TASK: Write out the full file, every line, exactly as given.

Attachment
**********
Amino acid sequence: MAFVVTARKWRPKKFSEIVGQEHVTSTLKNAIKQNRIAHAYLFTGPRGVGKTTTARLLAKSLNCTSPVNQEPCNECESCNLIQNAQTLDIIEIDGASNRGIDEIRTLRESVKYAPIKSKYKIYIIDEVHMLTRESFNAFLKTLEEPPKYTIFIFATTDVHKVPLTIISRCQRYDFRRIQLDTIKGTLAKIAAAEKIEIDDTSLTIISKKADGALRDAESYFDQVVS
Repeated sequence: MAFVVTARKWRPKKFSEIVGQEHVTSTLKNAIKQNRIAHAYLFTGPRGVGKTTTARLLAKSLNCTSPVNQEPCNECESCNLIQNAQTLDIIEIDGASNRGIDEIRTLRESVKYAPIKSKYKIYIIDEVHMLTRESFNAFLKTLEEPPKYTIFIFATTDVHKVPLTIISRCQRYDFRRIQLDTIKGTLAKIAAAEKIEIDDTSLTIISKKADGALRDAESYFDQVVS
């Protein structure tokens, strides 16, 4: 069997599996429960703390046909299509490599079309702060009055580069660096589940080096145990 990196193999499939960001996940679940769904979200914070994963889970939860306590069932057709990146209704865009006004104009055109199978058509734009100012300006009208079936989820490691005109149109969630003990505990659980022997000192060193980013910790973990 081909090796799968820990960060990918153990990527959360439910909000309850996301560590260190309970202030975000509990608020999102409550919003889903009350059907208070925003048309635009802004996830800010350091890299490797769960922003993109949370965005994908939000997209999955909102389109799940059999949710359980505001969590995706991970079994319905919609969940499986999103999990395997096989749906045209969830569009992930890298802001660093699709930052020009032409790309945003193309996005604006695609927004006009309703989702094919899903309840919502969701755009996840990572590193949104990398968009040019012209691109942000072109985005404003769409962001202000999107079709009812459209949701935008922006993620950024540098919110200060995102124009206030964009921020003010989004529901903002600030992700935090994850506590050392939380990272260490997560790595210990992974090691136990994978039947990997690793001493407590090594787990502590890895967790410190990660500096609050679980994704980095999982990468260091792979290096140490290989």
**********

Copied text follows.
Amino acid sequence: MAFVVTARKWRPKKFSEIVGQEHVTSTLKNAIKQNRIAHAYLFTGPRGVGKTTTARLLAKSLNCTSPVNQEPCNECESCNLIQNAQTLDIIEIDGASNRGIDEIRTLRESVKYAPIKSKYKIYIIDEVHMLTRESFNAFLKTLEEPPKYTIFIFATTDVHKVPLTIISRCQRYDFRRIQLDTIKGTLAKIAAAEKIEIDDTSLTIISKKADGALRDAESYFDQVVS
Repeated sequence: MAFVVTARKWRPKKFSEIVGQEHVTSTLKNAIKQNRIAHAYLFTGPRGVGKTTTARLLAKSLNCTSPVNQEPCNECESCNLIQNAQTLDIIEIDGASNRGIDEIRTLRESVKYAPIKSKYKIYIIDEVHMLTRESFNAFLKTLEEPPKYTIFIFATTDVHKVPLTIISRCQRYDFRRIQLDTIKGTLAKIAAAEKIEIDDTSLTIISKKADGALRDAESYFDQVVS
């Protein structure tokens, strides 16, 4: 069997599996429960703390046909299509490599079309702060009055580069660096589940080096145990 990196193999499939960001996940679940769904979200914070994963889970939860306590069932057709990146209704865009006004104009055109199978058509734009100012300006009208079936989820490691005109149109969630003990505990659980022997000192060193980013910790973990 081909090796799968820990960060990918153990990527959360439910909000309850996301560590260190309970202030975000509990608020999102409550919003889903009350059907208070925003048309635009802004996830800010350091890299490797769960922003993109949370965005994908939000997209999955909102389109799940059999949710359980505001969590995706991970079994319905919609969940499986999103999990395997096989749906045209969830569009992930890298802001660093699709930052020009032409790309945003193309996005604006695609927004006009309703989702094919899903309840919502969701755009996840990572590193949104990398968009040019012209691109942000072109985005404003769409962001202000999107079709009812459209949701935008922006993620950024540098919110200060995102124009206030964009921020003010989004529901903002600030992700935090994850506590050392939380990272260490997560790595210990992974090691136990994978039947990997690793001493407590090594787990502590890895967790410190990660500096609050679980994704980095999982990468260091792979290096140490290989």